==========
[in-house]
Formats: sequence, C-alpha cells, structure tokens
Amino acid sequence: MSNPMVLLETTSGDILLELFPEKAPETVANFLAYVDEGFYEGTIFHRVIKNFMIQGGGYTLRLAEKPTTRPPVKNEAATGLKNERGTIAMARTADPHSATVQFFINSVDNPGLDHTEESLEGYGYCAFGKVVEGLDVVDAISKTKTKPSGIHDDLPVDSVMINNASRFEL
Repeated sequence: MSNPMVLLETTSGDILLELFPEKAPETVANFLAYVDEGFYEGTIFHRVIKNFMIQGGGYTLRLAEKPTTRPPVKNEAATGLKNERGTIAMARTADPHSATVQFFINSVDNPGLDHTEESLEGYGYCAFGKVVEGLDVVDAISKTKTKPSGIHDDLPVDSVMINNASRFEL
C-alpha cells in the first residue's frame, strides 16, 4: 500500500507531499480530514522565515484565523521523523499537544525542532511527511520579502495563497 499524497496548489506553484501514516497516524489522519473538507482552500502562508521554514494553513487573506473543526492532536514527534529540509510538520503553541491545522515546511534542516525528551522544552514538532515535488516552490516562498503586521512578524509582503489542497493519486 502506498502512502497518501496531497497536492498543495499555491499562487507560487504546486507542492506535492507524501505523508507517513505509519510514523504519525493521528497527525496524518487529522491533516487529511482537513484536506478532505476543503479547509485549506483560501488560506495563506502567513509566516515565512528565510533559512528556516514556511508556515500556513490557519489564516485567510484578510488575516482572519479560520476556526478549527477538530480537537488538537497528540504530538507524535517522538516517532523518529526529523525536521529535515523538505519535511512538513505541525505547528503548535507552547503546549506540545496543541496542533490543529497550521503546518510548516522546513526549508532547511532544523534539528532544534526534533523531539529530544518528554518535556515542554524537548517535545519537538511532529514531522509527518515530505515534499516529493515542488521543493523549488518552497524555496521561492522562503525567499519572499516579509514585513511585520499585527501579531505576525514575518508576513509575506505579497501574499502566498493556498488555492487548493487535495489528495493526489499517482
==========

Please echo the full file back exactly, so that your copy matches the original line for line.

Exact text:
[in-house]
Formats: sequence, C-alpha cells, structure tokens
Amino acid sequence: MSNPMVLLETTSGDILLELFPEKAPETVANFLAYVDEGFYEGTIFHRVIKNFMIQGGGYTLRLAEKPTTRPPVKNEAATGLKNERGTIAMARTADPHSATVQFFINSVDNPGLDHTEESLEGYGYCAFGKVVEGLDVVDAISKTKTKPSGIHDDLPVDSVMINNASRFEL
Repeated sequence: MSNPMVLLETTSGDILLELFPEKAPETVANFLAYVDEGFYEGTIFHRVIKNFMIQGGGYTLRLAEKPTTRPPVKNEAATGLKNERGTIAMARTADPHSATVQFFINSVDNPGLDHTEESLEGYGYCAFGKVVEGLDVVDAISKTKTKPSGIHDDLPVDSVMINNASRFEL
C-alpha cells in the first residue's frame, strides 16, 4: 500500500507531499480530514522565515484565523521523523499537544525542532511527511520579502495563497 499524497496548489506553484501514516497516524489522519473538507482552500502562508521554514494553513487573506473543526492532536514527534529540509510538520503553541491545522515546511534542516525528551522544552514538532515535488516552490516562498503586521512578524509582503489542497493519486 502506498502512502497518501496531497497536492498543495499555491499562487507560487504546486507542492506535492507524501505523508507517513505509519510514523504519525493521528497527525496524518487529522491533516487529511482537513484536506478532505476543503479547509485549506483560501488560506495563506502567513509566516515565512528565510533559512528556516514556511508556515500556513490557519489564516485567510484578510488575516482572519479560520476556526478549527477538530480537537488538537497528540504530538507524535517522538516517532523518529526529523525536521529535515523538505519535511512538513505541525505547528503548535507552547503546549506540545496543541496542533490543529497550521503546518510548516522546513526549508532547511532544523534539528532544534526534533523531539529530544518528554518535556515542554524537548517535545519537538511532529514531522509527518515530505515534499516529493515542488521543493523549488518552497524555496521561492522562503525567499519572499516579509514585513511585520499585527501579531505576525514575518508576513509575506505579497501574499502566498493556498488555492487548493487535495489528495493526489499517482